10 Ways to Burn Off Holiday Calories

Fall and winter activities can help you balance out those holiday feasts

By Wendy C. Fries
WebMD Weight Loss Clinic - Feature

Reviewed By Louise Chang, MD

Sage butter-basted turkey. Hazelnut praline and chocolate chunk torte. White cheddar and red pepper biscuits.

Does it seem like just reading the names of your favorite holiday fare causes the pounds to arrive like unwelcome gifts?

Even with the best intentions, the holidays cause many of us to eat a little too much, or to miss a few too many workouts.

So WebMD turned to health and fitness pros for holiday help. These experts gave us some of their simple tips on how -- between travel, parties, cooking, and company -- we can burn off some of those celebratory calories.

1. Do Your Home Work

The scenario: A festive cookie exchange at the office causes you to miss your yoga class, company's coming tonight, and the house is a mess.

Lucky you! "Housework is the best way to fit in a workout without even knowing it," says Shannon Griffiths, group fitness director for Lakeshore Athletic Club in Boulder, Colo. Scrubbing, sweeping, vacuuming ? they all burn calories.

Even cooking fires up the calorie furnace, says Griffiths, especially if you're moving around the kitchen. So put on perky music and boogie down while you bake.

2. Shop Until You Drop -- Pounds!

"I like to use shopping as exercise, too," says Griffiths, who maintains that the best thing about going to the mall is all the walking. "That translates into a calorie burn."

To maximize that burn, Griffith recommends carrying your own holiday packages, then unloading them after every stop.

"If you're going to buy something at 10 different shops, go out to your car between each store," Griffiths says.

To encourage yourself to make those multiple trips to the parking lot or to take the mall stairs instead of elevators, Griffiths recommends wearing a pedometer.

"A pedometer really encourages you to ... get moving," she says. "You have to go shopping, so you might as well get a workout as you're doing it!"

Keep your pace brisk and you can burn 250-300 calories an hour.

3. Make Snow Your Ally

When it's snowing, it's time to bundle up and enjoy the free gym outside.

"The best calorie-burners are those that bring the heart rate up to a cardiovascular training zone," says Julia C. Jackson, owner of Friends in Fitness Corporate Wellness and Personal Training in California. For most healthy people, the American Heart Association recommends an exercise target heart rate ranging from 50% to 75% of your maximum heart rate, which is normally calculated as the number 220 minus your age.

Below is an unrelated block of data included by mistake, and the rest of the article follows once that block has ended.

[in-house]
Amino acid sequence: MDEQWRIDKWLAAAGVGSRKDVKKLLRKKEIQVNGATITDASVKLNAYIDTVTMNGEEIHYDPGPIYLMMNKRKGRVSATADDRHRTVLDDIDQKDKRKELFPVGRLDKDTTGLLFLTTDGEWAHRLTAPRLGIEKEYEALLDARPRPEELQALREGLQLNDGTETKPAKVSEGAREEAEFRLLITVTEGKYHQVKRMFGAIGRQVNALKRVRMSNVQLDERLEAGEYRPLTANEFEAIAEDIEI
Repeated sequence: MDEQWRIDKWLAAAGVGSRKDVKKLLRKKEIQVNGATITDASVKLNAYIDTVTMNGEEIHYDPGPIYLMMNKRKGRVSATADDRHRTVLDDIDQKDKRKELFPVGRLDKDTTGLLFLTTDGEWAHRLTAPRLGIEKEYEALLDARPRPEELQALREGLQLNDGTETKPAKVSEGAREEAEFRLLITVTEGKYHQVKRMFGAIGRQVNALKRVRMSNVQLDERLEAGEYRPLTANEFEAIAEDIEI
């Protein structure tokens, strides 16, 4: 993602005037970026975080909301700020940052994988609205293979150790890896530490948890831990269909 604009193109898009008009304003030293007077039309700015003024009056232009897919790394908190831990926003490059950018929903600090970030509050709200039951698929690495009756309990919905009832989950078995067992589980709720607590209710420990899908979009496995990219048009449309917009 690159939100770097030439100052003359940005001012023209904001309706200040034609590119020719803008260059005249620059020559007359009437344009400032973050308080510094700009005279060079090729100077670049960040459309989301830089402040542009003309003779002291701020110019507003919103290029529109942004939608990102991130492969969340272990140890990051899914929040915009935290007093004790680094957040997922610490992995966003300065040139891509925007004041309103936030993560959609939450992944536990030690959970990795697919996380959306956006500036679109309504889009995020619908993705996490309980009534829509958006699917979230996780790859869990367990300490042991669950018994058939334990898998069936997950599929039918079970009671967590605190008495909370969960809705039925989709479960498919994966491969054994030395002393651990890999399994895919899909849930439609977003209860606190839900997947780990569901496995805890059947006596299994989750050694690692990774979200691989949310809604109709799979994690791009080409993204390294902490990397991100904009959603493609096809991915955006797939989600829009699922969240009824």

Jackson advocates snowshoeing as a great way to get into that range.

"Snowshoeing is fantastic," Jackson says, "because absolutely anyone who can walk can snowshoe." The big bonus: you'll blaze through some 563 calories an hour doing it.

And don't forget cross-country skiing, which Jackson says offers "a complete body workout," building balance and coordination while burning about 650 calories an hour.

Prefer other winter sports? Downhill skiing flies through 352 calories an hour, while ice-skating glides through 493 calories an hour.

4. Get on the Ball

When it's too cold to be outside, get bouncy inside -- and strengthen your core muscles -- with exercise balls, recommends Fabio Comana, an exercise physiologist with the American Council on Exercise in San Diego.

Exercise balls, also known as fitness balls and balance balls, are large vinyl balls in various diameters ranging from 18 inches to 3 feet.

Your workout with an exercise ball can be as easy -- and fun -- as sitting on the ball and bouncing lightly to gently work your core muscles (the muscles surrounding your trunk and pelvis). A ball workout can also be pulse-pounding, if you use your ball as a prop for crunches, pushups, leg lifts, or squats.

Too pooped to prop? You can even burn a few calories simply sitting on the ball and working to maintain your balance.

5. Walking Is a Winner

For most of us, walking is the easiest way to burn a few extra calories during busy times.

The trick (after a good warm-up) is to keep your pace strong, says Diane Proud, a running pro at the Cooper Fitness Center in Dallas.

Try power walking, high-stepping, or climbing stadium stairs. According to Proud, such activities fire up major muscle groups like the quads and gluteals.

"Recruiting more muscle fibers during a workout is like stoking a fire ... the embers burn for a longer period," she says.

That means even when you're lounging by the fire later, you'll still be burning away extra calories.

If you keep up a moderate walking pace, expect to burn 250-300 calories hourly.